It took my until mid June of 2011 for me to actually come and talk to you about making a change.  In fact, it was 18 June 2011.  You gave me the link to Mark’s Daily Apple.com, and within a few hours, I had purchased Primal Blueprint off of his website.  I devoured that book pretty quickly, and it was certainly the beginning of my critical examination of conventional wisdom, the food pyramid or the plate, etc.  And even with this, you gave me a simple website and let me discover my own way.  It wasn’t until 19 July that Jaime and I came to our first CrossFit class.  We actually owe that one to Kelly Hermann. She got Jaime to go, and that got me to go.  But we were hooked after the first class.  Our first coaches were Cindy Larsen and Michelle Munroe McGrevy have yet to be topped by any box we have been to.  The camaraderie and community of the Atsugi CrossFit folks has left a high bar that we are still trying to find.  And every time Jaime and I would show up, your face would light up and you were extremely welcoming.  It is one of the things that kept us coming back.

And here we are in October of 2012.  Jaime and I are running a half-marathon this weekend as preparation for a full marathon in December.  We are CrossFit’ing regularly at our local box and even visiting boxes while we are on the road.  I have achieved my Level One Trainer Certificate and have found I want more of the same.  You have had such a positive impact on my life and by extension, Jaime’s.  I know I am not the only person you have affected this way.  And I can never say thank you enough.  Thank you from the bottom of my heart!  I hope that one day I can find a way to repay you!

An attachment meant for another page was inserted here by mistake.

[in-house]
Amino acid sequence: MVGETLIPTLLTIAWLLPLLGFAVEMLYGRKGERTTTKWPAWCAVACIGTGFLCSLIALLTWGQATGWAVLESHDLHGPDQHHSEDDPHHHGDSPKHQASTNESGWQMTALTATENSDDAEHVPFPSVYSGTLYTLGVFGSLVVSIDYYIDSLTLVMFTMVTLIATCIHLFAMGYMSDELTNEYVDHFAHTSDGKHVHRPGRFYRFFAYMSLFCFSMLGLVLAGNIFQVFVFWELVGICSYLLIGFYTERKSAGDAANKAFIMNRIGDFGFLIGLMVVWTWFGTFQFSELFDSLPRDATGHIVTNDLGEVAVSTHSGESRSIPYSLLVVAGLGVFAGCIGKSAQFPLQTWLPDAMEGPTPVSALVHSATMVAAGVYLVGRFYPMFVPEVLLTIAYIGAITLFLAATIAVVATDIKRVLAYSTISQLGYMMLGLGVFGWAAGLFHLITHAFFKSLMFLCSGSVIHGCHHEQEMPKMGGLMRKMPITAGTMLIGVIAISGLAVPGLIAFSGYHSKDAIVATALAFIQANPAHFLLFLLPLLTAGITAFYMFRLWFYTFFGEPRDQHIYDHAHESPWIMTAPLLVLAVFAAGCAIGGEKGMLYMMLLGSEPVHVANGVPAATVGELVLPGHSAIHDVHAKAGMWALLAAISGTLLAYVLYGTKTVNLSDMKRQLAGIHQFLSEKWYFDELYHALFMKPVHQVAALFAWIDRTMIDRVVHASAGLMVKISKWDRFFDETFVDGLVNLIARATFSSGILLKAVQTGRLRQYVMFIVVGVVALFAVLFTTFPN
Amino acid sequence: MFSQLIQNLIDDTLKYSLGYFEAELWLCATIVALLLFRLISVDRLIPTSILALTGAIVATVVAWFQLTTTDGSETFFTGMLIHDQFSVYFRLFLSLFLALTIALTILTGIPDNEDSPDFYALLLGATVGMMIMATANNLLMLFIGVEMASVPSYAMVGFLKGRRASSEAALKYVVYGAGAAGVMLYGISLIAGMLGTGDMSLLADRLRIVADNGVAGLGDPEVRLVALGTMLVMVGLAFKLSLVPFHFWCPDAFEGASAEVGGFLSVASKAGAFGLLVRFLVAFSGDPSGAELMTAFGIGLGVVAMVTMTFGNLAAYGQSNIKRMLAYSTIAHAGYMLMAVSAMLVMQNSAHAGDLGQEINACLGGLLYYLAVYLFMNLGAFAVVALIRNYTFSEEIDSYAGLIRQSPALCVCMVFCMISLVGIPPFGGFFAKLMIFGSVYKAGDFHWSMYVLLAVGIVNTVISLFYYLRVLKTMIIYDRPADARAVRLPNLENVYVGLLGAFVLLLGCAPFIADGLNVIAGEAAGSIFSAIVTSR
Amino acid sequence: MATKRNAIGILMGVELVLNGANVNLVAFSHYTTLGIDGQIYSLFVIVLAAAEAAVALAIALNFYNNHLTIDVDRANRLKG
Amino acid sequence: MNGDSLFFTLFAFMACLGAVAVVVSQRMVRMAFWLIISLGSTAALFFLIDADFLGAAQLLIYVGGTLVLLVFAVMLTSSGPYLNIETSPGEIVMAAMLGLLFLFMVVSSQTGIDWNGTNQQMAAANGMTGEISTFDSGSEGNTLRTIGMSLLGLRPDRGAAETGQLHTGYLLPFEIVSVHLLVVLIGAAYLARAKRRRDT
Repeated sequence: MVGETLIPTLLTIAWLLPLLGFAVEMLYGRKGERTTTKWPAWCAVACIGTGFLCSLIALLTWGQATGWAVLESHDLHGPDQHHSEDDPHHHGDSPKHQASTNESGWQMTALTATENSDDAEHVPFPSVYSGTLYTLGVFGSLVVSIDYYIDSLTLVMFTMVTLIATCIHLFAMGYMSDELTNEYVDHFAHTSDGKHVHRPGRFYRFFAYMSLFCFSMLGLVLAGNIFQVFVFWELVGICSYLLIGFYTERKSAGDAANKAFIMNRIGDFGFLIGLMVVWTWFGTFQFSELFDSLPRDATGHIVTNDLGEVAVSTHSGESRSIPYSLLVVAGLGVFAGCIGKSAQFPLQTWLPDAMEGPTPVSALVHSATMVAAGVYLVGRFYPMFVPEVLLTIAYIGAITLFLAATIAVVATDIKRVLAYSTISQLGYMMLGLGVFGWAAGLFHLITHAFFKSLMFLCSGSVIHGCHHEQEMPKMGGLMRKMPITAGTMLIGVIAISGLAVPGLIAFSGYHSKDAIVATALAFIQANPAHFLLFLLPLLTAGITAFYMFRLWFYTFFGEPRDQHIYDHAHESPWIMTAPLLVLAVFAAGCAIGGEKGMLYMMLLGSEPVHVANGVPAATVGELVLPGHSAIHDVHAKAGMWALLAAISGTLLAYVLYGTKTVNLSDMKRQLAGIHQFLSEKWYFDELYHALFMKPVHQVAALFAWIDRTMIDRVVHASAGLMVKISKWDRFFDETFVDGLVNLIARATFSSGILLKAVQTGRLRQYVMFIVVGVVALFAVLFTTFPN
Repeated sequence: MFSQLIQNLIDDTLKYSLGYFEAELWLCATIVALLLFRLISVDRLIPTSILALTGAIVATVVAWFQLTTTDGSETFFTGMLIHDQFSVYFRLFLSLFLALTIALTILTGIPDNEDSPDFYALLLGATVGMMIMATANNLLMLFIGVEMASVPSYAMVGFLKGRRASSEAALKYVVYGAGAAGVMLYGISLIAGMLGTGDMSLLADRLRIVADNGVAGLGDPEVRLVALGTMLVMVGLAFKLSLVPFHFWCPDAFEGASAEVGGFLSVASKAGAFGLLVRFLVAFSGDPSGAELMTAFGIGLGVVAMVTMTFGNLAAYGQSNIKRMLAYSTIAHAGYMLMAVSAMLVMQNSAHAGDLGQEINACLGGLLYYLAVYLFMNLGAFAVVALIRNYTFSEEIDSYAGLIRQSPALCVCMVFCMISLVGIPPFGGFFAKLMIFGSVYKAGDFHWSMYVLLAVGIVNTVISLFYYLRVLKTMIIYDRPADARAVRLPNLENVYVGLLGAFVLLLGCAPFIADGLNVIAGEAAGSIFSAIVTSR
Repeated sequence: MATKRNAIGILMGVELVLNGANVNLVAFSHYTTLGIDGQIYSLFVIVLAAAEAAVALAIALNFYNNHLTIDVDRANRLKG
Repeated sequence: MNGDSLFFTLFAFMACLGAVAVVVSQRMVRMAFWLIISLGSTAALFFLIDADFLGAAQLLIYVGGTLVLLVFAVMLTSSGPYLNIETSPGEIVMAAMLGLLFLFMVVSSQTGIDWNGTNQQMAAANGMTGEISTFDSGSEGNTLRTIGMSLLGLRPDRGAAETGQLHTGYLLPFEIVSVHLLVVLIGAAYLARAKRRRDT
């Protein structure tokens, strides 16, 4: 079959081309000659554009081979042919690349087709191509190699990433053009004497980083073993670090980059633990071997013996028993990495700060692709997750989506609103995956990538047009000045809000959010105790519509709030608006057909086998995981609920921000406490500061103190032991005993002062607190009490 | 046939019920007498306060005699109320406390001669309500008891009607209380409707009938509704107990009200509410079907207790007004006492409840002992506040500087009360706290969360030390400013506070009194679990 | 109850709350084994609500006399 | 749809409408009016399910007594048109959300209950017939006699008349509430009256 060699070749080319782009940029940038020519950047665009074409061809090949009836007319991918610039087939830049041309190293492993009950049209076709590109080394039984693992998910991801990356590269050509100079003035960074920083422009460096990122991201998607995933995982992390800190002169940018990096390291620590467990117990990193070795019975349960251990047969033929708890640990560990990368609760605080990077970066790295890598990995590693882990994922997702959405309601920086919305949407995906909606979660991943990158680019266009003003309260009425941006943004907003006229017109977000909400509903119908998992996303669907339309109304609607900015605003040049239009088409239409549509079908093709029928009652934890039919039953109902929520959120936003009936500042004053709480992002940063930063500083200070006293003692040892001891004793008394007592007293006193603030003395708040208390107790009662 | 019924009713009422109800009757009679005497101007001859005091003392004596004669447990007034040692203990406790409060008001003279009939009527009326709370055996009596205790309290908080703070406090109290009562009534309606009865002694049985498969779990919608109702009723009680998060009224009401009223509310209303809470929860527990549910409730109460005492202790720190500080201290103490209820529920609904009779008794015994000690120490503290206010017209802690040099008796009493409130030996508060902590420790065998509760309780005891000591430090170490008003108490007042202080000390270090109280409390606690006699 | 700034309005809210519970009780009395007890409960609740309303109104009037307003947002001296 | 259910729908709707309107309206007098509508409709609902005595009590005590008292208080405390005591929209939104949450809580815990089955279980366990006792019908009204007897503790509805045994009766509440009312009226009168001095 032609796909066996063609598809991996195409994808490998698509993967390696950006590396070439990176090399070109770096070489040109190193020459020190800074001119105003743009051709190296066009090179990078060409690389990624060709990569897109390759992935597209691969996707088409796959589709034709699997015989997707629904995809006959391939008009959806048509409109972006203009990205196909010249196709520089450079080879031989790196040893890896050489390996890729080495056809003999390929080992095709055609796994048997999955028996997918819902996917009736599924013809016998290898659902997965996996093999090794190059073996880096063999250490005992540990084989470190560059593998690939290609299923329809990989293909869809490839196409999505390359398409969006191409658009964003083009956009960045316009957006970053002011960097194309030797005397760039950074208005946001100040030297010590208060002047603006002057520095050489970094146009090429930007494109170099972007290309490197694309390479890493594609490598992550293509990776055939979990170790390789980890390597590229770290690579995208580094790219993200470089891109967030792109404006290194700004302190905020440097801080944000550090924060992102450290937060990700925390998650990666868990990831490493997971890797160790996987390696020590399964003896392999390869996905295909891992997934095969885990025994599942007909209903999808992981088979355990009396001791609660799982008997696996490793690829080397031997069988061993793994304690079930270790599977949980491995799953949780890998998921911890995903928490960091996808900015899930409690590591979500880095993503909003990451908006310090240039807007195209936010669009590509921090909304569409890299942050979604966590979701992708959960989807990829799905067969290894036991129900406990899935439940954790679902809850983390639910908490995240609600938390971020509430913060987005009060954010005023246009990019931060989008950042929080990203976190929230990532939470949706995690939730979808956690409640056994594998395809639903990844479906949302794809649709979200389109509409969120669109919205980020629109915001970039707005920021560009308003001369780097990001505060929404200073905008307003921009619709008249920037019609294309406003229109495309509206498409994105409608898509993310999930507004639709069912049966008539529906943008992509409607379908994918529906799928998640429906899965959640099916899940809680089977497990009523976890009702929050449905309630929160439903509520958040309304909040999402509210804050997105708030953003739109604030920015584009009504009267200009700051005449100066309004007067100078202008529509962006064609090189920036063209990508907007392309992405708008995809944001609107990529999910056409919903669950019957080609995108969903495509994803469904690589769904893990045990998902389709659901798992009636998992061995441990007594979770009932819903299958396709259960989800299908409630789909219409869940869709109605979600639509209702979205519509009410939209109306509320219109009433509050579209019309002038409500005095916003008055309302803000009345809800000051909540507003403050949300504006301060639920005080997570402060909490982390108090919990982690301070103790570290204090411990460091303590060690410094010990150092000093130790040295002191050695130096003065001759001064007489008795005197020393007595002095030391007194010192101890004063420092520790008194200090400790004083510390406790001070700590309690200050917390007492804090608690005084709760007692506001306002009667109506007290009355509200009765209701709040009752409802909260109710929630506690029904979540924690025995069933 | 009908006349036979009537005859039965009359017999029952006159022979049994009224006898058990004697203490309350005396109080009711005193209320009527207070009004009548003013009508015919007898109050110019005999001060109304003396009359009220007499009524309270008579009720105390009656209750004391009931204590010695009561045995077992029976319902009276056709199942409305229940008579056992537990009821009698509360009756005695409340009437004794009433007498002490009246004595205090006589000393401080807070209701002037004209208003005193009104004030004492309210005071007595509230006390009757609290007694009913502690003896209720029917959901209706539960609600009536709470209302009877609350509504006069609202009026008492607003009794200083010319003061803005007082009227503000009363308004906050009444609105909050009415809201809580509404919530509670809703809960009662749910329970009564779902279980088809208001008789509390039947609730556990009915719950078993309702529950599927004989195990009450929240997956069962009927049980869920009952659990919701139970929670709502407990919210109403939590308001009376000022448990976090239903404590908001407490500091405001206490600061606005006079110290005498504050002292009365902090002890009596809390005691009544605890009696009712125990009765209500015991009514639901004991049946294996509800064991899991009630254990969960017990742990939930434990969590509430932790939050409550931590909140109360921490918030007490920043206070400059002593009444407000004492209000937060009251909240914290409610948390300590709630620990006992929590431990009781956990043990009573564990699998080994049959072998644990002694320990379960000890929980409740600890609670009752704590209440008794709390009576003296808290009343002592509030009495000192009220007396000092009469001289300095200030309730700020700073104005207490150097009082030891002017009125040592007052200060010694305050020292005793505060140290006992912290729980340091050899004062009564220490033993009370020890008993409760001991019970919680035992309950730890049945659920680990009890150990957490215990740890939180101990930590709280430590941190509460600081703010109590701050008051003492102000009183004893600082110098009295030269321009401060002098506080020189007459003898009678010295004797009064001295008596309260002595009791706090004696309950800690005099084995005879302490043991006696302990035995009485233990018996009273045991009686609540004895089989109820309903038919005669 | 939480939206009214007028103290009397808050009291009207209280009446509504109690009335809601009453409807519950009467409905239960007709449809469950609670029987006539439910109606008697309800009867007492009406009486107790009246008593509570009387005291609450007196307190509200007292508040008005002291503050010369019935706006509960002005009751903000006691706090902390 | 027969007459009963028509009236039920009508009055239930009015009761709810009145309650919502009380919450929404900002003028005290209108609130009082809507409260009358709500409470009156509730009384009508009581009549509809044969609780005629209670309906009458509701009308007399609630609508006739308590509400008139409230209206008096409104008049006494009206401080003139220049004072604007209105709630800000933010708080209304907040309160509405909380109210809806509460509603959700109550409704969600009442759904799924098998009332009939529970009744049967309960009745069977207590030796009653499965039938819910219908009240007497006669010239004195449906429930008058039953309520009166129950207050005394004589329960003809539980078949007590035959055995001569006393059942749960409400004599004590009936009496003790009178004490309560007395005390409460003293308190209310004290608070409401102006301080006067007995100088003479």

Your friend,

Clay Shane

My mentor, Jason Surowiec

89th Day Update

So I started this blog on 11 July (well, I ACTUALLY started it sometime in 2011, but I REALLY started writing on 11 July), and it has been 89 days since I began my fitness journey.  I started with a clear goal in mind and an end date for when my fitness adventure would come to an end.  And while I still have my goals in sight and in mind, they are no longer the end of the road.  They are just sign posts along the way.  Mile markers on the highway of my fitness life.  When I get to 185 lbs, I won’t suddenly stop eating Paleo.  I am not going to give up on CrossFit.  My adventure continues and my new goals become inspiring, helping, and motivating others.

So where am I right now?  Take a look:

108 days of change: 29 June to 8 October

108 Days of Change from the Side: 20 June to 8 October

This morning, I weighed 211.6 lbs.  My waist was under 38 inches (37.9 inches to be accurate).  That means I am within limits for the Physical Fitness Assessment.  Woot!  The beginning numbers were 232 lbs and 42.5 inches for your comparison.

To add some cherries on top, Jaime and I ran 12 miles this past Sunday.  I try not to think about it, because that number just seems ridiculous.  We even signed up for a half marathon next weekend (it’s nice really, because now we don’t have to map out a run).

A lot of folks have sent personal messages letting me know that I have motivated them in one way or another.  And these messages mean the world to me.  It is one reason I have kept on trucking.  I will keep posting my progress and thoughts if you guys will keep letting me know how YOU are doing.  Either in comments (click on that little speech bubble at the top of the post) or e-mails to madclay@me.com.  Thanks again for everyone’s support!